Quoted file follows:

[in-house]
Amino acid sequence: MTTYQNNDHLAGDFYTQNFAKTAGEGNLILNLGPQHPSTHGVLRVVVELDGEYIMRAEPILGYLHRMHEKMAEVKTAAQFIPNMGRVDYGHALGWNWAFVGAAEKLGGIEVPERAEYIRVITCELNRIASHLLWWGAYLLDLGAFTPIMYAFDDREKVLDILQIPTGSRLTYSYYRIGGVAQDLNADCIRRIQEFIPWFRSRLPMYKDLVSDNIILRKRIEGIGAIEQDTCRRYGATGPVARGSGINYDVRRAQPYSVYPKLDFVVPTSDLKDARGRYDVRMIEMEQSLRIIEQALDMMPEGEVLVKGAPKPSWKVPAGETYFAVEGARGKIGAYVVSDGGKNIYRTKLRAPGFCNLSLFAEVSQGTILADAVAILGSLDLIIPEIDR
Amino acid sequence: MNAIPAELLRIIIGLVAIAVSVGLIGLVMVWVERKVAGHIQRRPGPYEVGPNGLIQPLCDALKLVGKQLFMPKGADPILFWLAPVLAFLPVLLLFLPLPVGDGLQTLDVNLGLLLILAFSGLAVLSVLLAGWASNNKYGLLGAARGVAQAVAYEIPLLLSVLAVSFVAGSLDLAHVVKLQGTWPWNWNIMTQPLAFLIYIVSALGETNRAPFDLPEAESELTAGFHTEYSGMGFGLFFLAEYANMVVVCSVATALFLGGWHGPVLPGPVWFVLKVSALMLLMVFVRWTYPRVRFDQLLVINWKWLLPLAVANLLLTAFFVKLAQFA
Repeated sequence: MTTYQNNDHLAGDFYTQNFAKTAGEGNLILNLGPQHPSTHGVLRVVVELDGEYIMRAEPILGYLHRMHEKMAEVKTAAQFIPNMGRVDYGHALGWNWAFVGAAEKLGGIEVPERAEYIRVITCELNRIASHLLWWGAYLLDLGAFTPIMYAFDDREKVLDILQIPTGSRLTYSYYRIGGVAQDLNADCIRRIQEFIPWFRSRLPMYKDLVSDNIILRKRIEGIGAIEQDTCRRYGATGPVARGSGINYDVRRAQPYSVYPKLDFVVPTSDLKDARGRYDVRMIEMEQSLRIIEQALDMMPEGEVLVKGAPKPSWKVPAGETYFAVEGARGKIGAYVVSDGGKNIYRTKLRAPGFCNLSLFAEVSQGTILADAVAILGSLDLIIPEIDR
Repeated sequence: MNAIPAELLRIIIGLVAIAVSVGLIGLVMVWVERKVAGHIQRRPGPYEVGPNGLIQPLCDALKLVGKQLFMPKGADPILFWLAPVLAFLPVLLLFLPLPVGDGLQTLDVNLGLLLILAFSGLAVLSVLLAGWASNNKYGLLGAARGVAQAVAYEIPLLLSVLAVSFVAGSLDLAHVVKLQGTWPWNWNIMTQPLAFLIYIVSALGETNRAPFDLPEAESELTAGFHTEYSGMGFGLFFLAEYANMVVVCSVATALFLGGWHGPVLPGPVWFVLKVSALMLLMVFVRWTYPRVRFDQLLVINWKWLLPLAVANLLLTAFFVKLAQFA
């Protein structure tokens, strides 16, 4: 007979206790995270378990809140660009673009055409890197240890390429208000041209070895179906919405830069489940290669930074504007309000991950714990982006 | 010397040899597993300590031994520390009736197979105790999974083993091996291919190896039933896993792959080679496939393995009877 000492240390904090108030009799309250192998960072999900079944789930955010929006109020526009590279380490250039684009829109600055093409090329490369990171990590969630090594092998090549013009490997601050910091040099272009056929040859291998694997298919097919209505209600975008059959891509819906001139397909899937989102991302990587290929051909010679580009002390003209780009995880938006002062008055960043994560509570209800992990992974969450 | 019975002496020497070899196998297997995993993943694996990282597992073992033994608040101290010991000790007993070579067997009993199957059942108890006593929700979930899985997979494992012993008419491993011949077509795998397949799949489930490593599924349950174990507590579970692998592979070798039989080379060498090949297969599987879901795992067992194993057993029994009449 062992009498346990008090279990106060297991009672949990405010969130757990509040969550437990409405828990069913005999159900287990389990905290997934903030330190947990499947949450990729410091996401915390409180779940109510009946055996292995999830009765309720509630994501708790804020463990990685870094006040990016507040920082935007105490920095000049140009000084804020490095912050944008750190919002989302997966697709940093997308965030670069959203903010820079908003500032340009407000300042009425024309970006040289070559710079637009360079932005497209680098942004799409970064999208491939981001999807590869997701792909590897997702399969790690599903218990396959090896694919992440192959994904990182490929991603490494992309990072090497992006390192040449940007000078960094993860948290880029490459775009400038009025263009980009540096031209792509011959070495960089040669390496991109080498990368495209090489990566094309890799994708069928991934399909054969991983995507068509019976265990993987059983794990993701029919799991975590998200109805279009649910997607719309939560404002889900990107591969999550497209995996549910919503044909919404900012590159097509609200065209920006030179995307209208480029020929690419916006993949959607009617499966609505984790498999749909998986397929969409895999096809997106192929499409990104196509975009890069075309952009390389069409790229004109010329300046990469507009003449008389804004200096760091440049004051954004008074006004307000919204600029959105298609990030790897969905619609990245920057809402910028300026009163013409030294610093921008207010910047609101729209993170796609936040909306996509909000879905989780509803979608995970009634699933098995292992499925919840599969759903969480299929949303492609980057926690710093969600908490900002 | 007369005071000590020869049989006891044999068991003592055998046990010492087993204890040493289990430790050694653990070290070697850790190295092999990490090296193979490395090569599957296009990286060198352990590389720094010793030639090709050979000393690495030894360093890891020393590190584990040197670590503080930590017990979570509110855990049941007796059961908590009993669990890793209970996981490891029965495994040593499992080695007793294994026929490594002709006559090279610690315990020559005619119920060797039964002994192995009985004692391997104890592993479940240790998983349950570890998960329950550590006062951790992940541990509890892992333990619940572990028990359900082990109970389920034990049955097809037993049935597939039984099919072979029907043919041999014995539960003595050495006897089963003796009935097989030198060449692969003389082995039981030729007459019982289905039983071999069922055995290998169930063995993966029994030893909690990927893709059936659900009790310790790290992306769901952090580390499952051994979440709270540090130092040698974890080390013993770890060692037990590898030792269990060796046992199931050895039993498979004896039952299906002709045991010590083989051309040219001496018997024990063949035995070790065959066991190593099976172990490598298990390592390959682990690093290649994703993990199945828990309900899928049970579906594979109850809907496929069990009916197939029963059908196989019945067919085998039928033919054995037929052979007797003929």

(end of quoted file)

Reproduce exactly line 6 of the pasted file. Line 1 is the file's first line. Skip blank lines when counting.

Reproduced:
């Protein structure tokens, strides 16, 4: 007979206790995270378990809140660009673009055409890197240890390429208000041209070895179906919405830069489940290669930074504007309000991950714990982006 | 010397040899597993300590031994520390009736197979105790999974083993091996291919190896039933896993792959080679496939393995009877 000492240390904090108030009799309250192998960072999900079944789930955010929006109020526009590279380490250039684009829109600055093409090329490369990171990590969630090594092998090549013009490997601050910091040099272009056929040859291998694997298919097919209505209600975008059959891509819906001139397909899937989102991302990587290929051909010679580009002390003209780009995880938006002062008055960043994560509570209800992990992974969450 | 019975002496020497070899196998297997995993993943694996990282597992073992033994608040101290010991000790007993070579067997009993199957059942108890006593929700979930899985997979494992012993008419491993011949077509795998397949799949489930490593599924349950174990507590579970692998592979070798039989080379060498090949297969599987879901795992067992194993057993029994009449 062992009498346990008090279990106060297991009672949990405010969130757990509040969550437990409405828990069913005999159900287990389990905290997934903030330190947990499947949450990729410091996401915390409180779940109510009946055996292995999830009765309720509630994501708790804020463990990685870094006040990016507040920082935007105490920095000049140009000084804020490095912050944008750190919002989302997966697709940093997308965030670069959203903010820079908003500032340009407000300042009425024309970006040289070559710079637009360079932005497209680098942004799409970064999208491939981001999807590869997701792909590897997702399969790690599903218990396959090896694919992440192959994904990182490929991603490494992309990072090497992006390192040449940007000078960094993860948290880029490459775009400038009025263009980009540096031209792509011959070495960089040669390496991109080498990368495209090489990566094309890799994708069928991934399909054969991983995507068509019976265990993987059983794990993701029919799991975590998200109805279009649910997607719309939560404002889900990107591969999550497209995996549910919503044909919404900012590159097509609200065209920006030179995307209208480029020929690419916006993949959607009617499966609505984790498999749909998986397929969409895999096809997106192929499409990104196509975009890069075309952009390389069409790229004109010329300046990469507009003449008389804004200096760091440049004051954004008074006004307000919204600029959105298609990030790897969905619609990245920057809402910028300026009163013409030294610093921008207010910047609101729209993170796609936040909306996509909000879905989780509803979608995970009634699933098995292992499925919840599969759903969480299929949303492609980057926690710093969600908490900002 | 007369005071000590020869049989006891044999068991003592055998046990010492087993204890040493289990430790050694653990070290070697850790190295092999990490090296193979490395090569599957296009990286060198352990590389720094010793030639090709050979000393690495030894360093890891020393590190584990040197670590503080930590017990979570509110855990049941007796059961908590009993669990890793209970996981490891029965495994040593499992080695007793294994026929490594002709006559090279610690315990020559005619119920060797039964002994192995009985004692391997104890592993479940240790998983349950570890998960329950550590006062951790992940541990509890892992333990619940572990028990359900082990109970389920034990049955097809037993049935597939039984099919072979029907043919041999014995539960003595050495006897089963003796009935097989030198060449692969003389082995039981030729007459019982289905039983071999069922055995290998169930063995993966029994030893909690990927893709059936659900009790310790790290992306769901952090580390499952051994979440709270540090130092040698974890080390013993770890060692037990590898030792269990060796046992199931050895039993498979004896039952299906002709045991010590083989051309040219001496018997024990063949035995070790065959066991190593099976172990490598298990390592390959682990690093290649994703993990199945828990309900899928049970579906594979109850809907496929069990009916197939029963059908196989019945067919085998039928033919054995037929052979007797003929």